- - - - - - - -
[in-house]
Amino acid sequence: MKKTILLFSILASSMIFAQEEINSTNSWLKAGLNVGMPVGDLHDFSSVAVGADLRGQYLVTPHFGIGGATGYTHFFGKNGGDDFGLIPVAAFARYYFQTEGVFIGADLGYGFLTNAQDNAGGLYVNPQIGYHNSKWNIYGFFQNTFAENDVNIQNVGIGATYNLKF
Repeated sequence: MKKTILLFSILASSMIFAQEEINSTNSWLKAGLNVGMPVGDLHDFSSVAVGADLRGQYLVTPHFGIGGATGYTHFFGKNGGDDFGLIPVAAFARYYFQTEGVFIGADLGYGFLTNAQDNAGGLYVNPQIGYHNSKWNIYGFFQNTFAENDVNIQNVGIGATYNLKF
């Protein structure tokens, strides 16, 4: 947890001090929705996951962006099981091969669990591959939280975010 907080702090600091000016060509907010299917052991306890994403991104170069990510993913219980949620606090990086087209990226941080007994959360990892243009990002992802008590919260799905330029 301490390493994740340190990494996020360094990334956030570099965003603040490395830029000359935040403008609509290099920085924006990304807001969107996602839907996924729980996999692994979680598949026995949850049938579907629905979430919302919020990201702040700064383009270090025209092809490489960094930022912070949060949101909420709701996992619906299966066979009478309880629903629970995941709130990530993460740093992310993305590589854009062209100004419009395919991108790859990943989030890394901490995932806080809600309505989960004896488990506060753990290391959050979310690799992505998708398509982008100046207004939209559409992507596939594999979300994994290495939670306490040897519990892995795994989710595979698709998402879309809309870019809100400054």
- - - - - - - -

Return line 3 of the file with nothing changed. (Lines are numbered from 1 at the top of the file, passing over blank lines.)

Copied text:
Repeated sequence: MKKTILLFSILASSMIFAQEEINSTNSWLKAGLNVGMPVGDLHDFSSVAVGADLRGQYLVTPHFGIGGATGYTHFFGKNGGDDFGLIPVAAFARYYFQTEGVFIGADLGYGFLTNAQDNAGGLYVNPQIGYHNSKWNIYGFFQNTFAENDVNIQNVGIGATYNLKF